Stephen Lewis Report on Race Relations in Ontario

Author Stephen Lewis
Stephen Lewis Report on Race Relations in Ontario

Year 1992
Publisher Ontario Advisor on Race Relations
Publisher URL URL
Place of Publication Toronto.
Publication Type Unpublished Paper
Location CRRF+Online
Pages 37.
Subject Racism & Anti-Racism; Documenting Racism; General; Justice System; Provincial Overview; Ontario; Employment Equity; Education; School Board Policies; Vocation & Training; Community Perspectives; Policies & Programs; Minority Representation; Black Canadians
CRRF Identifier RA-DR-Ge-UP-1221
Last modified 2016-06-13
English Abstract

This document is a personal letter written by Stephen Lewis (the 1992 Ontario Advisor on Race Relations) outlining his preliminary recommendations concerning the state of race relations in the province of Ontario. These recommendations are the results of over seventy meetings, consultations and conversations with concerned individuals and groups from across the province. Participants included politicians (federal and municipal), senior civil servants, representatives of both the Children’s Aid Societies and of various School Boards, activists (from law schools and immigrant/ refugee groups), academics, and coalitions for police reforms. Most importantly, visible minorities were represented (especially from the Black community) as well as personnel from all levels of the police & justice/ human rights system. Four key observations are noted: 1) anti-Black racism is the most prevalent form of racism; 2) reporting mechanisms are thought to be frustrating, redundant and useless by the minorities; 3) fear is pervasive in the Black community; 4) there is a clear need for speedy action. The recommendations made touch upon a number of themes including: the criminal justice system itself (referring to the Police Task Force, the police complaints and investigative procedure; police training and the use of force), employment equity, education, the Ontario Anti-Racism Secretariat, the Cabinet Committee on Race Relations and community development.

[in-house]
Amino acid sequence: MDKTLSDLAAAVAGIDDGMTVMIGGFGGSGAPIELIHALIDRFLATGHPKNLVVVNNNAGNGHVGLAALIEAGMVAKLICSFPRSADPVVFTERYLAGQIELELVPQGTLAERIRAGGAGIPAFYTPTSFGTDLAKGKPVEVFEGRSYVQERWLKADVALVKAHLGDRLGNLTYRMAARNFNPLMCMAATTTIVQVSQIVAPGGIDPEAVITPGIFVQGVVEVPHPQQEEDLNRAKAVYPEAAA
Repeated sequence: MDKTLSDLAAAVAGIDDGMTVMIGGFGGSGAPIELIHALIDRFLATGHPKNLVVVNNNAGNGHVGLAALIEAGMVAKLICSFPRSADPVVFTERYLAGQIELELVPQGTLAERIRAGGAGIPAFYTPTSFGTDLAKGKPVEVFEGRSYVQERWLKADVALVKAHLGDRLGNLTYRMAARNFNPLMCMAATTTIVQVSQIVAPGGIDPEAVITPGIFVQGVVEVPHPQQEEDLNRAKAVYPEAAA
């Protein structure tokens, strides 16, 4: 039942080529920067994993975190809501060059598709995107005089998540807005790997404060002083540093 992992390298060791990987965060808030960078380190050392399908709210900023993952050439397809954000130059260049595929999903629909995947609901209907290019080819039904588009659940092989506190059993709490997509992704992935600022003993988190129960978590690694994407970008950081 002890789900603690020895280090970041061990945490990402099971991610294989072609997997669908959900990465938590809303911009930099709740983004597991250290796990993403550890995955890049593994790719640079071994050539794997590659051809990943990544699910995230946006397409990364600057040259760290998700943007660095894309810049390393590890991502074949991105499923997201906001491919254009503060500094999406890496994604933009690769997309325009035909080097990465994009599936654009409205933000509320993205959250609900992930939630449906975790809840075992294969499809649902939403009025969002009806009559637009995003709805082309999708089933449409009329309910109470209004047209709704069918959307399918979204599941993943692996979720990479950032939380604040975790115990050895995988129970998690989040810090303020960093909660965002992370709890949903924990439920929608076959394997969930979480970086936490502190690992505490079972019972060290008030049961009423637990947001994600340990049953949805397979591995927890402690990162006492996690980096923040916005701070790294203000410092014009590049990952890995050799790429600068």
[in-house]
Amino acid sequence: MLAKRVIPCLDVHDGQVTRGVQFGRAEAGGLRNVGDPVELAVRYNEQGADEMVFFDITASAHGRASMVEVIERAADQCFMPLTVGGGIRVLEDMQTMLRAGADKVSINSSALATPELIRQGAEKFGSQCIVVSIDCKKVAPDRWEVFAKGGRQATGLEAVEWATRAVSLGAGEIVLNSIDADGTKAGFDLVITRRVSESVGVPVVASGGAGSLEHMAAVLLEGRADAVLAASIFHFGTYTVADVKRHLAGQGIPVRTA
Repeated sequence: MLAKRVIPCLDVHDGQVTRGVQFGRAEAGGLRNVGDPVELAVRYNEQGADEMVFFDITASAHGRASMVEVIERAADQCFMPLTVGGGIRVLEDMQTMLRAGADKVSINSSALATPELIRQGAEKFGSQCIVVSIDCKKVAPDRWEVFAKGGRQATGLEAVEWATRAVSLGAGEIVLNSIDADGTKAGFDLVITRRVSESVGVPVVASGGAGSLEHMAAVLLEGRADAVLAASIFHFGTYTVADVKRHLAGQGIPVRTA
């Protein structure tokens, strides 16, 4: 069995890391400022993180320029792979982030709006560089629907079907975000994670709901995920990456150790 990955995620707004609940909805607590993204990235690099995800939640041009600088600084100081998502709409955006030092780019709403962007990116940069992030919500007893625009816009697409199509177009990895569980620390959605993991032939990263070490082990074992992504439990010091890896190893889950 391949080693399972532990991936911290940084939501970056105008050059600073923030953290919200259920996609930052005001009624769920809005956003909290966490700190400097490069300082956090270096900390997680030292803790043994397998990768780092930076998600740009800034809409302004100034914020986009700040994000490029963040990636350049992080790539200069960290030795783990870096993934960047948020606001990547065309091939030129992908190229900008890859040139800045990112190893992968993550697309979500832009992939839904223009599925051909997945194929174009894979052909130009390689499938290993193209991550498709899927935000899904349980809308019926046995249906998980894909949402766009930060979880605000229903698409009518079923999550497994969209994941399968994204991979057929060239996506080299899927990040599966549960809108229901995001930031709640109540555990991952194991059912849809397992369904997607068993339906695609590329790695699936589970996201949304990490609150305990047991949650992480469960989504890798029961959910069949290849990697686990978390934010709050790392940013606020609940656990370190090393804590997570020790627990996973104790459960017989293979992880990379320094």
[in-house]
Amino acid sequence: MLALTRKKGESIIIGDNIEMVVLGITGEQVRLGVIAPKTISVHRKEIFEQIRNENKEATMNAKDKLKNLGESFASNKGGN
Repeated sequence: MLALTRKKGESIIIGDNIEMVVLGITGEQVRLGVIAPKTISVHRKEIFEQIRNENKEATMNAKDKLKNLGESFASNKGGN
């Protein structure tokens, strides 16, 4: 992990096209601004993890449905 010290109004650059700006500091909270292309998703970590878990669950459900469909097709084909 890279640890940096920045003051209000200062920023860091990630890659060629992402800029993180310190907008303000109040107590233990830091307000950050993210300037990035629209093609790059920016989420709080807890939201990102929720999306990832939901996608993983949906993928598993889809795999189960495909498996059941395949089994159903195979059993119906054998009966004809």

And then there was a Black participant, who rose shyly from the audience to say that he was a teacher and that his most touching experience came on his first day on the job, when a group of Black youngsters approached him, solemnly shook his hand, and said, 'Thank Goodness. A Black teacher at last.' (p.21)